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Making of "Hill bomb"

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Date Added: 26th July 2017
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Visual development artist Michal Sawtyruk demonstrates how he produces his beautiful and distinctive style of art...


Some time ago I really wanted to create a painting related to my other passion but I quickly forgot about it. The idea came back to me when I was watching a skate video. The clip showed skaters riding down the avenues of San Francisco with a wide view of the city from top of the hill, and a long street going down to the coast. San Francisco is kind of hill bombing centre of the world and this is what I wanted to paint. I gathered some references and started working on a painting.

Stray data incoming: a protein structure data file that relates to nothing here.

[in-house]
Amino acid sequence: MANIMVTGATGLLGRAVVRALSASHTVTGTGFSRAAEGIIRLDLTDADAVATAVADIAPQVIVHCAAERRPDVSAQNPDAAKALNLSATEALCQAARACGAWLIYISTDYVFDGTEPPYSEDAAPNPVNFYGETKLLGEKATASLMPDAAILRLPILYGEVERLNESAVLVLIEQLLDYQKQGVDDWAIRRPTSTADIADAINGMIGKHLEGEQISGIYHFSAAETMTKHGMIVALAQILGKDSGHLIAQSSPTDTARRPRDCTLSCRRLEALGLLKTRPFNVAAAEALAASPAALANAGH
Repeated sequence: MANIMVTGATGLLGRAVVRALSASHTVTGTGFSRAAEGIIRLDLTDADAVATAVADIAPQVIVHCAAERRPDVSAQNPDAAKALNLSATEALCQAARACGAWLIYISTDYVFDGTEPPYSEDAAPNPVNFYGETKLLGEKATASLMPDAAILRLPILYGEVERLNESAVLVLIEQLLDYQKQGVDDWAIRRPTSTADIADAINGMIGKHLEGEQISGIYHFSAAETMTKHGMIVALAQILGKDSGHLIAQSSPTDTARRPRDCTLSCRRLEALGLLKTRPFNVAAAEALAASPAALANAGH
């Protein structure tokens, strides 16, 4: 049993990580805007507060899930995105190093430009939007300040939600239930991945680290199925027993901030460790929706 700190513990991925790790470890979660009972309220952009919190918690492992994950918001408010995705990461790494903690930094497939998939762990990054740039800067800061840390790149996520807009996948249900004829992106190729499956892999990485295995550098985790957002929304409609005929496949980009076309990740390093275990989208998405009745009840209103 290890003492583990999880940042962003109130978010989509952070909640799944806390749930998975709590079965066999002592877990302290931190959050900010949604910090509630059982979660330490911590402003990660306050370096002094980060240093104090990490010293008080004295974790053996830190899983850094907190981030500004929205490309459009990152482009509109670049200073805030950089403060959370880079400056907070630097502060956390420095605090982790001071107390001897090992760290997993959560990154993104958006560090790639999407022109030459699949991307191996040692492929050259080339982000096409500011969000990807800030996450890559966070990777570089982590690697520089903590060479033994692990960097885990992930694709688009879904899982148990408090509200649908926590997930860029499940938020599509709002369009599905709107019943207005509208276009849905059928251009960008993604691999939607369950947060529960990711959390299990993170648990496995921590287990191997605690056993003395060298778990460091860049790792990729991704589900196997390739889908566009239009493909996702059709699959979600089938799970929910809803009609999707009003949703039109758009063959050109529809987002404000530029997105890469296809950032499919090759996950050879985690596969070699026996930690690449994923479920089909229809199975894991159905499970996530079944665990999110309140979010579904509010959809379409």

Skills to follow:

Basic knowledge of color and light, composition and perspective

Step 1: Initial sketch

First step was sketching out the idea. I didn't want to focus on colors, perspective and other things, just a loose value sketch to see if it works at all. Always sketch the idea as loose as possible, go free with your hand, and after that work on right perspective and other components that will support the basic idea.

Image showing the first sketch I made as base. No details, but I already have some idea how it will look at the end

Step 2: Perspective and composition

After making sure that value composition and all content fit I slowly start working on perspective. I try to save my precious time and work out most of the problems before going into details. Fixing composition in the middle of your work is not the best way. It takes more time and might not work at the end. It is good to know some basics about perspective before going into bigger painting.

I keep the perspective lines on top layer for later to check every now and then if things are properly settled

Step 3: Basic shape design